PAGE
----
Miguel Sáenz has worked as a translator for the United Nations and other relevant international institutions, and has translated into Spanish works by important Austrian and German authors such as Peter Handke, Thomas Bernhard, Bertolt Brecht, and Günter Grass.

The talk will take place on April 24 at 17:00 in the Salón de Actos of the Facultad de Profesorado (UAM).

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events

Wor(l)ds Lab is part of the exhibition UAM50 at the City Hall of Madrid

Wor(l)ds Lab is part of the exhibition UAM50 at the City Hall of Madrid

Wor(l)ds Lab is part of the exhibition at the Centro Centro (City Hall) celebrating the 50th anniversary of the Universidad Autónoma de Madrid.

MarcoPolo, the web for surfing the words used on Twitter by the political parties, has been chosen as one of the projects representing the research of the UAM. Visitors will have the opportunity to try it in a computer that has been installed in the exhibition.

Besides, Ana Ruiz-Sánchez will present our research group on November 29 (7:30 p.m.). For this occasion, she has chosen two of our lines of research. On the one hand, she will talk about MarcoPolo and the study of online political discourses. On the other, she will talk about the ethical and scientific challenges that we face when studying multilingualism.

Wor(l)ds Lab at the UAM50 exhibition in Centro Centro (Madrid)
Wor(l)ds Lab at the UAM50 exhibition in Centro Centro (Madrid)

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publications

New Publication: “Not for Twitter: Migration as a Silenced Topic in the 2015 Spanish General Election”

book Exploring Silence and Absence in Discourse : Empirical Approaches

A new Wor(l)ds Lab study has been published as a chapter in the book Exploring Silence and Absence in Discourse : Empirical Approaches, edited by Charlotte Taylor and Melani Schröter. The book “fills a significant gap in the field by addressing the topic of absence in discourse”.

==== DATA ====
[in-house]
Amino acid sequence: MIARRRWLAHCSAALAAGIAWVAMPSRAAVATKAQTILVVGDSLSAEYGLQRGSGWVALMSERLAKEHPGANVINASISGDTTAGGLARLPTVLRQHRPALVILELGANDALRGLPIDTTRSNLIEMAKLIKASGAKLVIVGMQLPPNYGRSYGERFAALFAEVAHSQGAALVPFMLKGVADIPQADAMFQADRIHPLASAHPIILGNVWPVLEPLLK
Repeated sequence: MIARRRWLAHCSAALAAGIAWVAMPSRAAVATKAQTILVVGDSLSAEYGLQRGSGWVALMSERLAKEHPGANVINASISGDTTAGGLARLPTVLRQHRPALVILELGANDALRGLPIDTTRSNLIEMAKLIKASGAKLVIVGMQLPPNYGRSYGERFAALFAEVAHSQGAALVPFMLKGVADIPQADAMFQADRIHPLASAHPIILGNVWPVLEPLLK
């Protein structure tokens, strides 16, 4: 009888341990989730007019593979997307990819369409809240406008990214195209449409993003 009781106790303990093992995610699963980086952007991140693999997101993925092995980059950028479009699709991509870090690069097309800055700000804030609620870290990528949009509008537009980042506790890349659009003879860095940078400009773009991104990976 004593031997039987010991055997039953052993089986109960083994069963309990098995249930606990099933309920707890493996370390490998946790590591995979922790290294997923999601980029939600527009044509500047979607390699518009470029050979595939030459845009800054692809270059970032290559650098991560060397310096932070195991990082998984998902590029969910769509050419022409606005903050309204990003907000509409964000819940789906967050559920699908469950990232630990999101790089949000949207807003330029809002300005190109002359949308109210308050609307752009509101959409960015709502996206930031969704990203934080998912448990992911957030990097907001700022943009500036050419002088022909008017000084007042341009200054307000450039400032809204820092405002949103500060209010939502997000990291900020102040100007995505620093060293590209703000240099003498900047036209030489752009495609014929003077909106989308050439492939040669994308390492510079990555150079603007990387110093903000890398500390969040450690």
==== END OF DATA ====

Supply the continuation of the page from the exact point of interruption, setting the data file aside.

The title of our work is Not for Twitter: Migration as a Silenced Topic in the 2015 Spanish General Election (pdf of a draft version). We focus on how migration to Spain is (under)represented in the parties and candidate’s Twitter accounts. Our iintial goal was to investigate whether politicians communicate in a different way when they are using Twitter. We chose this particular social network hoping that its quite specific characteristics would help us to find innovative strategies. In this preliminary stage, we used frequencies in order to choose the most relevant issues, but soon it was very clear to us that we were missing some key topics. Hot issues of that period of time did not show up within the most frequent words. We found it particularly surprising that refugees were not a frequent subject. It was December 2015 and the news all around the world were focusing on the Syrian war and on the migration phenomenon it was causing. Thousands of Syrian refugees were drowning in the Mediterranean coasts trying to reach Europe.